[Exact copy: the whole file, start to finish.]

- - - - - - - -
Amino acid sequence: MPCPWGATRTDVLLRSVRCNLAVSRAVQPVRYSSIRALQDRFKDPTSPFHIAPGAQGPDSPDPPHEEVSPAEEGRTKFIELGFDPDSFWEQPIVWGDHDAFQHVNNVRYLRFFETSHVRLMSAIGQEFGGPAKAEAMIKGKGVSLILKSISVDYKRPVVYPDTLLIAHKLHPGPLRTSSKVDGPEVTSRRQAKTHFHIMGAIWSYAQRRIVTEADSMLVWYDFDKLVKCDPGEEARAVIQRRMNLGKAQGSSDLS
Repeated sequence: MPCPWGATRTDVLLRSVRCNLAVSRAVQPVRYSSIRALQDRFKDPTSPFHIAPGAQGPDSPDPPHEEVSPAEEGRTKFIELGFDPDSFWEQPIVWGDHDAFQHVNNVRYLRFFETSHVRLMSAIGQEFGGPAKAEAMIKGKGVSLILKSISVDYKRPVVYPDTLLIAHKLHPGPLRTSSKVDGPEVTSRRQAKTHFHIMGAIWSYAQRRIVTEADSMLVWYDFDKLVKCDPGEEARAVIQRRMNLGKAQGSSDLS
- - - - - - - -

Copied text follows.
Amino acid sequence: MPCPWGATRTDVLLRSVRCNLAVSRAVQPVRYSSIRALQDRFKDPTSPFHIAPGAQGPDSPDPPHEEVSPAEEGRTKFIELGFDPDSFWEQPIVWGDHDAFQHVNNVRYLRFFETSHVRLMSAIGQEFGGPAKAEAMIKGKGVSLILKSISVDYKRPVVYPDTLLIAHKLHPGPLRTSSKVDGPEVTSRRQAKTHFHIMGAIWSYAQRRIVTEADSMLVWYDFDKLVKCDPGEEARAVIQRRMNLGKAQGSSDLS
Repeated sequence: MPCPWGATRTDVLLRSVRCNLAVSRAVQPVRYSSIRALQDRFKDPTSPFHIAPGAQGPDSPDPPHEEVSPAEEGRTKFIELGFDPDSFWEQPIVWGDHDAFQHVNNVRYLRFFETSHVRLMSAIGQEFGGPAKAEAMIKGKGVSLILKSISVDYKRPVVYPDTLLIAHKLHPGPLRTSSKVDGPEVTSRRQAKTHFHIMGAIWSYAQRRIVTEADSMLVWYDFDKLVKCDPGEEARAVIQRRMNLGKAQGSSDLS